Little Esther, our oldest child, was seized with convulsions, and passed away to be with Jesus January 7, at 4 A. M. She had been a great sufferer all her life, being very frail from birth. This time it seemed God’s will to take her. I was constrained to pray that she might be spared from so much suffering. I felt I was holding her by my prayers and prolonging her suffering. God wanted her but would not tear her from me. He made me willing to give her up, and then he took her. She soon passed into the glory world without further struggle. I had kissed her that morning for the last time in consciousness, little realizing it would be the last. Our little ones slip away from us so easily. Let us make the most of them while we have them with us. Deal gently with the children. Life is hard enough for them at best, and we may regret their loss when too late. This is a tremendous universe for the child spirit, and filled with terribly evil forces. We must protect and help them all we can. Wife plead with the unsaved woman in the house to get right with God as little Esther’s spirit was departing, so great was the grace given her. We had fondly hoped our little family might never be broken into by death. But He knew best.

I copy the following from my diary written at this time: Little Esther slipped away from us early this morning, to be with Jesus. The angels called her, and she went to meet them. They carried her off and left us lonely hearted. Oh, what a void her absence leaves with us! But we sorrow not as those who have no hope. She is safe forevermore. Saved from an unfriendly world and a life of suffering. She was too frail for the long journey of life in this world, and so He spared her.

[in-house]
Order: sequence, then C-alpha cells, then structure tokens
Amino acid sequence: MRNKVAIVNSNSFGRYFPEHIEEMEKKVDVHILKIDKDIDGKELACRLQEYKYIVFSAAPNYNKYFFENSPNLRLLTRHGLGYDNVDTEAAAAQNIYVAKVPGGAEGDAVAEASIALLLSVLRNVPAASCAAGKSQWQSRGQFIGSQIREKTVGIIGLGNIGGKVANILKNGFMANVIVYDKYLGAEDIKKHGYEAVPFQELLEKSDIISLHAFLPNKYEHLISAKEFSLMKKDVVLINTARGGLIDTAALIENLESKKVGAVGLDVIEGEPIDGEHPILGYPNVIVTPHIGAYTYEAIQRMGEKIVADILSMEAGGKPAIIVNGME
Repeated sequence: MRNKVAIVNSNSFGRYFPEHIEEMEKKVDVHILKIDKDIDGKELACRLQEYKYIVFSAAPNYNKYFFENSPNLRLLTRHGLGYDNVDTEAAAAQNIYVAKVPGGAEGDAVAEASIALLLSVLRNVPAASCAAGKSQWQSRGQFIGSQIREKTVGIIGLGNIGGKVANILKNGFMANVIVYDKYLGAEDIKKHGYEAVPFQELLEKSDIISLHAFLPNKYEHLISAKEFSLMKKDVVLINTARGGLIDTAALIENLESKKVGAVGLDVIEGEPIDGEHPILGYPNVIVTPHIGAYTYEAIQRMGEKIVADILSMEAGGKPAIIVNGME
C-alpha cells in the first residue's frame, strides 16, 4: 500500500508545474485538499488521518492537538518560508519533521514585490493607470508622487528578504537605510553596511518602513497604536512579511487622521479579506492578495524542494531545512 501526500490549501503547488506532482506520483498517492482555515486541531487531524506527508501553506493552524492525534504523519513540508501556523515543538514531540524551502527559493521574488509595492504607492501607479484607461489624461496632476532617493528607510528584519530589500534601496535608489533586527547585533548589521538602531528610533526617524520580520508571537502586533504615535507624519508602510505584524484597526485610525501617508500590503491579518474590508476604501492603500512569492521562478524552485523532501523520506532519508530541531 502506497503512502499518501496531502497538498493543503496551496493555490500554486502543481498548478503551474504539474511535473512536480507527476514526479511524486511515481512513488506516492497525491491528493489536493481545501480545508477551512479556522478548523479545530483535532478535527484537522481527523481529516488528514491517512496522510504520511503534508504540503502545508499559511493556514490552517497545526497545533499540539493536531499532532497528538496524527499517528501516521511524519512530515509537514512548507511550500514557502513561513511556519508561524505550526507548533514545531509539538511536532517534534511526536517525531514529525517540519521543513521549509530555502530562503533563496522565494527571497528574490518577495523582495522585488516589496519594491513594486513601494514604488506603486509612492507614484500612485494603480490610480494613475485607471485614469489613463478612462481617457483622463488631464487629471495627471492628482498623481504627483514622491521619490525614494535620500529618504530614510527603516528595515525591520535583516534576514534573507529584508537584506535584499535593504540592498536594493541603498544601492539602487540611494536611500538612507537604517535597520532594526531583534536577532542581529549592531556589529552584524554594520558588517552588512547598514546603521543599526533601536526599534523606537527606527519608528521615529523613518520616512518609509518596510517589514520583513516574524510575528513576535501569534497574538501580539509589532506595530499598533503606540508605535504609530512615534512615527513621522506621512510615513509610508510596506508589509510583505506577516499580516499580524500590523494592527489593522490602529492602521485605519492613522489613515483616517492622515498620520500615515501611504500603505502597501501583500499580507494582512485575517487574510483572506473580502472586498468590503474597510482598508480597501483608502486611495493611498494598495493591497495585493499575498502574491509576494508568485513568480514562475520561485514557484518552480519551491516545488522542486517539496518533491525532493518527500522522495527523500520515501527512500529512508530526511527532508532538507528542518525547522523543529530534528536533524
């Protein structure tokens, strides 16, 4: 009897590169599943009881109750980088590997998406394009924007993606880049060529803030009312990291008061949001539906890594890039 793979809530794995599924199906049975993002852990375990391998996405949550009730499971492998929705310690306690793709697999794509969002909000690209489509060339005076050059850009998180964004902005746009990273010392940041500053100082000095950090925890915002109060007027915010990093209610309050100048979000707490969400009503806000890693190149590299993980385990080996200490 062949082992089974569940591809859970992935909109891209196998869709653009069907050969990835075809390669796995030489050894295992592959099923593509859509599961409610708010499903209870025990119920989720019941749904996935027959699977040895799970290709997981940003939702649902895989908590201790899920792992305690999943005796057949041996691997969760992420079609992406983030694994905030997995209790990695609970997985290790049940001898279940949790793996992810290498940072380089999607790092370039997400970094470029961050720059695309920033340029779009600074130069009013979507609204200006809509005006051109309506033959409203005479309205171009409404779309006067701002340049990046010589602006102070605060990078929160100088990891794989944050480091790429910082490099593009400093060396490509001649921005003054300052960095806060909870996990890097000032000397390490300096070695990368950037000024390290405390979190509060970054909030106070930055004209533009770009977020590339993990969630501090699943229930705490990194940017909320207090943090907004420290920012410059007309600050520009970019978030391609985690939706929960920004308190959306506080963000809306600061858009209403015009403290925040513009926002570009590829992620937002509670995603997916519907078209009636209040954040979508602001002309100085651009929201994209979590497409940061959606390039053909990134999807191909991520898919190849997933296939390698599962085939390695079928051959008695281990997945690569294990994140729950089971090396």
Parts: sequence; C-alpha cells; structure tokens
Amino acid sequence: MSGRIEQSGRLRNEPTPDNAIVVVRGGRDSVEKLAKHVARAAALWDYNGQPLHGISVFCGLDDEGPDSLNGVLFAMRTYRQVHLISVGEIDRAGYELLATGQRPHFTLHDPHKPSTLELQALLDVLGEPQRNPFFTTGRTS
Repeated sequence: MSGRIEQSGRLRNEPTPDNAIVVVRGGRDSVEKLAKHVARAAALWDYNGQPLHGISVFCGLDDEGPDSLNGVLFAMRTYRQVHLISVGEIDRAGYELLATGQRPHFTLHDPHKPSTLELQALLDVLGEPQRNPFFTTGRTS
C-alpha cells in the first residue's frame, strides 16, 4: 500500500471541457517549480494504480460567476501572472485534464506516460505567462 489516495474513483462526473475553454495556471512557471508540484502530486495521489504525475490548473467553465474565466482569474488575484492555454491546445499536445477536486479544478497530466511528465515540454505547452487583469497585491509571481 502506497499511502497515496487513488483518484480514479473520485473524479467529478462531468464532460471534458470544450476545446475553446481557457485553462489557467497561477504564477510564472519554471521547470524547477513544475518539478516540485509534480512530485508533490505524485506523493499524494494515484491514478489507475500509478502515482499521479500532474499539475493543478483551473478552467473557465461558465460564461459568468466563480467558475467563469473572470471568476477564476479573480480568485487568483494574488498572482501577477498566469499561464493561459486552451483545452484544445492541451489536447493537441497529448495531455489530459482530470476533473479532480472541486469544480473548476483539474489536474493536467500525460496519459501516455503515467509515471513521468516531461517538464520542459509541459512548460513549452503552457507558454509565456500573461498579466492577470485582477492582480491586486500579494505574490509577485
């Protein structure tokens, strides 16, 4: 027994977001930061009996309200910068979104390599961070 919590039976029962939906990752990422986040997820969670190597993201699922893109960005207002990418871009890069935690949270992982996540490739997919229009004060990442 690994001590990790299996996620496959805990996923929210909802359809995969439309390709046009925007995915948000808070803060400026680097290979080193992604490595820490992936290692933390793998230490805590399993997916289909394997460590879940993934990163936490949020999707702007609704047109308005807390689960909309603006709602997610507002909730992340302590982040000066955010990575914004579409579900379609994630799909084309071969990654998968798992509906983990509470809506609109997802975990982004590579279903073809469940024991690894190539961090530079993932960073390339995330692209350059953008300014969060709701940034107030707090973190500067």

She was as innocent of evil as any one could be. The great ordeal of life is past for her. She has gone on before, ahead of us, saved from the sorrow of parting. She has escaped safely, while we must struggle on. Her work is finished in the cool of the early morning of life, and she has gone home, spared the heat of the journey. The angels will care for her far better than we could, and she will be inconceivably happier. For her own sake I would not recall her if I could. So we lay her body away in the full assurance of a glorious resurrection. Some day her glorified spirit, all radiant and rapturous with the blissful joy of Heaven, will meet us at the ‘beautiful gate.’ We trust it will not be long.”

Little Esther was a veritable “morning glory.” It was the flower she loved. I placed one tenderly on her bosom, as she lay in the coffin, ready for burial. But she had gone “where God and the angels are,” never to grow world-weary. We were glad she ever came to us, though she stayed but a little while, and broke our hearts at parting. There is one more soul in Heaven. Should we be called also, before Jesus comes, we will sorrow only for those we must leave behind. We will joy for all those gone before. We only miss our loved ones here. Could we but catch one strain of Heaven’s pure melody it would spoil us for earthly sounds forever. Could we but catch one glimpse of departed loved ones, through the “gates ajar,” earth could no longer hold us here. We must see things from the Heaven side. Earth’s sounds and spirits are so crude and cruel. Heaven is all love, and joy, and peace, and rest. Thank God! Sorrow and parting, there, will never more be known. No more empty chairs, nor graves nor coffins, there.